A new $4.3 billion Las Vegas resort may jumpstart the Strip’s comeback from the pandemic
Genting Group opens its newest resort on Thursday, a $4.3 billion extravaganza in Las Vegas and the biggest new property on the city’s famous Strip in over a decade.
Resorts World Las Vegas features 3,500 hotel rooms, a 5,000-seat theater with Celine Dion in residency and a 100,000-square-foot LED screen on the side of one tower. There’s a pop-up store selling clothing from the Kardashian family’s closets and a speak-easy tucked behind what looks like a Hello Kitty boutique.
“There’s something here for everybody, basically, a city within a city,” said Scott Sibella, a former MGM Resorts International executive now serving as president of the casino.
The new property is a shot in the arm for America’s gambling capital, which was closed for three months last year due to the coronavirus, and where visitor numbers in April were still 27% below the same month in 2019. It’s also a milestone for Genting, the Malaysian travel and leisure giant, which has had mixed luck with some of its other casino projects in the U.S.
“When they’ve wanted to go bold and big, they haven’t had a big success rate,” Chad Beynon, an analyst with Macquarie Securities, said of Genting’s U.S. ambitions.
In an interview with Bloomberg Television, Sibella said Wednesday that hotel reservations are ahead of schedule, with weekend leisure travel particularly strong and the meetings business expected to pick up later this year. Asian tourism to the U.S. remains a weak spot.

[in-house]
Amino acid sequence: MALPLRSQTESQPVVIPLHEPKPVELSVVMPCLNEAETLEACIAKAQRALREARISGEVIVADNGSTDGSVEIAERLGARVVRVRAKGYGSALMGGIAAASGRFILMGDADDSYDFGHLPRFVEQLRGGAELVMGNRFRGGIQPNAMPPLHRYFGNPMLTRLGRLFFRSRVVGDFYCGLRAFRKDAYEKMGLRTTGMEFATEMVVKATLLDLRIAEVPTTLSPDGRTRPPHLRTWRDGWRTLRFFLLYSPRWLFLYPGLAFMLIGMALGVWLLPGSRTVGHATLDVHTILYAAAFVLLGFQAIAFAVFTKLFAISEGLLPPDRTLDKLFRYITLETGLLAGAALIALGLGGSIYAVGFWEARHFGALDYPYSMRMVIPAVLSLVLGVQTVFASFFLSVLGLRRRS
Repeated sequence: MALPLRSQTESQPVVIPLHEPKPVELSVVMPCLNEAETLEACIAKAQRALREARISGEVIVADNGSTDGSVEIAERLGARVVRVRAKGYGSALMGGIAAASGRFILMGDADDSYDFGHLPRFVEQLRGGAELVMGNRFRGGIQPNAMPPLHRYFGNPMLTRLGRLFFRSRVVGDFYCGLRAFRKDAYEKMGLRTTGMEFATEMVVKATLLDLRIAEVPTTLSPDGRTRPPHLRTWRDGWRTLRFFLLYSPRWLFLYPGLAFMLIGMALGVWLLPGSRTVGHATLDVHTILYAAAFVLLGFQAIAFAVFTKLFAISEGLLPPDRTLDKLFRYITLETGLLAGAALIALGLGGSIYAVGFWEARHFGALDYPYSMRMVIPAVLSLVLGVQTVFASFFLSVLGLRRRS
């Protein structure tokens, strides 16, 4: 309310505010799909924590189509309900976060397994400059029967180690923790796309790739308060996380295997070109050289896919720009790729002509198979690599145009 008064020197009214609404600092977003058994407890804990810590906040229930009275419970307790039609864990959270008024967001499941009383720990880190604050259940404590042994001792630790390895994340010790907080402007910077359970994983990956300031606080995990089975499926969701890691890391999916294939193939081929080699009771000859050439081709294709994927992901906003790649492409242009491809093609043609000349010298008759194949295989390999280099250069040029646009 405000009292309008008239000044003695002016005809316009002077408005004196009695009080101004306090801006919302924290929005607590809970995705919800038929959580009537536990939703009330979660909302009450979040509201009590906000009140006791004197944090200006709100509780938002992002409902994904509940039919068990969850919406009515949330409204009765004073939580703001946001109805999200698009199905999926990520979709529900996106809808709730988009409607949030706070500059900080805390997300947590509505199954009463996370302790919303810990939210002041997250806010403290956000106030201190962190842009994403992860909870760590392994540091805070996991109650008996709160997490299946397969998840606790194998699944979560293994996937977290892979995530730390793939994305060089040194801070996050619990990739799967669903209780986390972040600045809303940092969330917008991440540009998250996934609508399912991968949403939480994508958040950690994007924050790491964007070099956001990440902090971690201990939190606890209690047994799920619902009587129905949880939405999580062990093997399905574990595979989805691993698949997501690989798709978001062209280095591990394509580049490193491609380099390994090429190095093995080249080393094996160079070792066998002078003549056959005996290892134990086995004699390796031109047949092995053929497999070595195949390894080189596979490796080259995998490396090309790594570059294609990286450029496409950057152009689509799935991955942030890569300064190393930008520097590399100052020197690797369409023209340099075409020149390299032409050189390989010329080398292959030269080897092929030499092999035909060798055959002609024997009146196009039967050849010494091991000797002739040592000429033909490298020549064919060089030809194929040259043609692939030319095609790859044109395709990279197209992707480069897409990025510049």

“We’re hoping by Chinese New Year next year it’s up and running again,” he said.
Getting to this week’s opening was tough. Boyd Gaming Corp. began construction at the site—the former Stardust Resort on the north end of the Strip—in 2007. But the Great Recession and a glut of high-end properties prompted Las Vegas-based Boyd to shutter the half-built project. It was sold to Genting in 2013 for $350 million.
Genting originally envisioned a resort focused heavily on Asian gamblers. The company talked about a live panda habitat and a replica of China’s Great Wall. Those plans were scrapped for a broader theme, more in line with other luxury resorts on the Strip.
“The days of these themed properties, that had its heyday in the ’90s,” said Vitaly Umansky, an analyst with Sanford C. Bernstein. “You don’t need those gimmicks in Las Vegas. That’s not where the market is anymore.”
But Resorts World will have all the trappings of modern-day Sin City excess, including a cavernous nightclub and a shop selling bejeweled Judith Leiber handbags. There’s a dedicated meet-and-greet area within the theater for photo ops with the performers. The resort’s marketing slogan, delivered on billboards and social media, is “Stay Fabulous.” Opening festivities on Thursday will include a parade of Rolls-Royce convertibles.
“We’re just so excited to be part of the return of travel to Las Vegas and the U.S.,” said Lim Keong Hui, deputy chief executive officer at Genting and grandson of the company’s founder.